Graduation Year

Spring 2014

Document Type

Campus Only Senior Thesis

Department

Politics and International Relations

Reader 1

Kimberly Drake

Reader 2

Thomas Kim

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Rights Information

© 2014 Zaneh M. Williams

Abstract

South Korea is internationally well known for its ethnic and cultural homogeneity, economic and technical success, and strong sense of nationalism. The peoples of South Korea have flourished economically after a series of colonizations, industrialization and political chaos. Over the past few decades, Korea has gained interest internationally for its entertainment industry through the Korean Wave (or Hallyu in Korean). Korean Wave is a term that refers to the increase in the popularity of South Korean culture since the late 1990’s due to Korean music, television shows and fashion. The Korean Wave first swept and captivated the hearts of citizens in East and Southeast Asia and now has expanded its popularity beyond Asia and has captivated millions of people all over the world. After a steady increase in cultural exports as a result of the Korean Wave since 2005, the Korean Tourism Organization (KTO) has realized the value in the exportation of Korean culture and goods and has now created programs that capitalize on this popularity and increase tourists South Korea. Korean popular music or K-Pop is a large and profitable aspect of the Korean Wave. According to CNBC in Move Over Bieber — Korean Pop Music Goes Global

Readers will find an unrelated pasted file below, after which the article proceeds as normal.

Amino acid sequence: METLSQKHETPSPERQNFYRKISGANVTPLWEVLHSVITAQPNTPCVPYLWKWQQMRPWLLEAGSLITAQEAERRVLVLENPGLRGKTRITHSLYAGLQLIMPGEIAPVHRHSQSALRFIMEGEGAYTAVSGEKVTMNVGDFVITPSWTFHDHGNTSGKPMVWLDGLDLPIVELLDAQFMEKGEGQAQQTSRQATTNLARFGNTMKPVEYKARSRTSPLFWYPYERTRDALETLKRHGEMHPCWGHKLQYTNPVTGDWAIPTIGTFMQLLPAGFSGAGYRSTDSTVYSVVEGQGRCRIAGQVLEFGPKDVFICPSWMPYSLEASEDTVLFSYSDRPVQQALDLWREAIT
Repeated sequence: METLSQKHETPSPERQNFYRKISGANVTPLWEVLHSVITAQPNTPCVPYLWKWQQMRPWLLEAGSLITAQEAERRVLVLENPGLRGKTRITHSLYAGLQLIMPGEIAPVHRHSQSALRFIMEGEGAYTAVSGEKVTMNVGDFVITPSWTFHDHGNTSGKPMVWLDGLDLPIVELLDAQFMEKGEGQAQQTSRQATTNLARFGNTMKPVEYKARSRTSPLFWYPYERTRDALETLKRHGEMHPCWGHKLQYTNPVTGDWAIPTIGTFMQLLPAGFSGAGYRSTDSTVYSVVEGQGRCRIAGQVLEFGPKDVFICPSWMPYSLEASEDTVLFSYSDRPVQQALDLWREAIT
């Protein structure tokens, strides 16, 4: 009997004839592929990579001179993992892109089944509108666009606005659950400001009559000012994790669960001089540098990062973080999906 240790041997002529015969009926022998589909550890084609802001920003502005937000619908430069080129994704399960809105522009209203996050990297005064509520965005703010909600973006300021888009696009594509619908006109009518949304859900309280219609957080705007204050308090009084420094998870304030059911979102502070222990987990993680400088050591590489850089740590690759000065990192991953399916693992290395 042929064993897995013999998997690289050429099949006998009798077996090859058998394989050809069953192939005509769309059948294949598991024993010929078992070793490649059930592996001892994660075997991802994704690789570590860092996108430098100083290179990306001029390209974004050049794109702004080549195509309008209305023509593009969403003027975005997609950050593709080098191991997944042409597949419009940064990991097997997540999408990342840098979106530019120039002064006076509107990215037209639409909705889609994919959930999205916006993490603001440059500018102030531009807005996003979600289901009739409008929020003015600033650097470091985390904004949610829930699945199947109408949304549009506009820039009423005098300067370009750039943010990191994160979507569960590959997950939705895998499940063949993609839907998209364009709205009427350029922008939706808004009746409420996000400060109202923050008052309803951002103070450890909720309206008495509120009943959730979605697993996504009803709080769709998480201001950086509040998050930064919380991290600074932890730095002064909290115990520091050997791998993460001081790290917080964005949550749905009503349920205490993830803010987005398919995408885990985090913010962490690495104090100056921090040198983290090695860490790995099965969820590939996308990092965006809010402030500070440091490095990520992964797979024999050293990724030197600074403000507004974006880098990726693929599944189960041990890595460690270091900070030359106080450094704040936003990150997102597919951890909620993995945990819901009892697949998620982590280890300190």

“The [k-pop] industry’s revenues hit about $3.4 billion in 2011, according to the Korea Creative Content Agency (KOCCA), a government group that promotes the country’s cultural initiatives. K-pop’s exports also rose to $180 million last year — jumping 112 percent compared to 2010. Exports have been growing on an average annual rate of nearly 80 percent since 2007.” And that “for every $100 of K-Pop exports, there was an average increase of $395 worth of I.T. goods such as cell phones or electronics that were being exported” (Naidu-Ghelani).

The exportation of K-pop music and cultural can be seen as an economic success story. But in fact, for the Black American community it is the exportation of cultural appropriation and the degradation of Black American culture.

The Korean Wave is packaging, promoting and exporting a “window into Korean culture, society and language that can be as educational as a trip to Korea. South Korea is using the Korean wave to promote its traditional culture within Korea and abroad” (“Hallyu, the Korean Wave” 1). Despite South Korea’s strong sense of nationalism and cultural homogeneity, its pop music has a distinct Black American musical influence. Rap and hip-hop musical style/culture (which is distinctly affiliated with representative of Black Americans) is an integral, if not necessary, part of Korean popular music. The synchronized dance moves, attractive idols and “rap/hip hop” style draws in millions of fans from every walk of life all over the world. The “hip hop” dance moves, clothing and lyrics that dominate Korean popular music, however crosses the line of cultural appreciation and instead can be defined as cultural appropriation.

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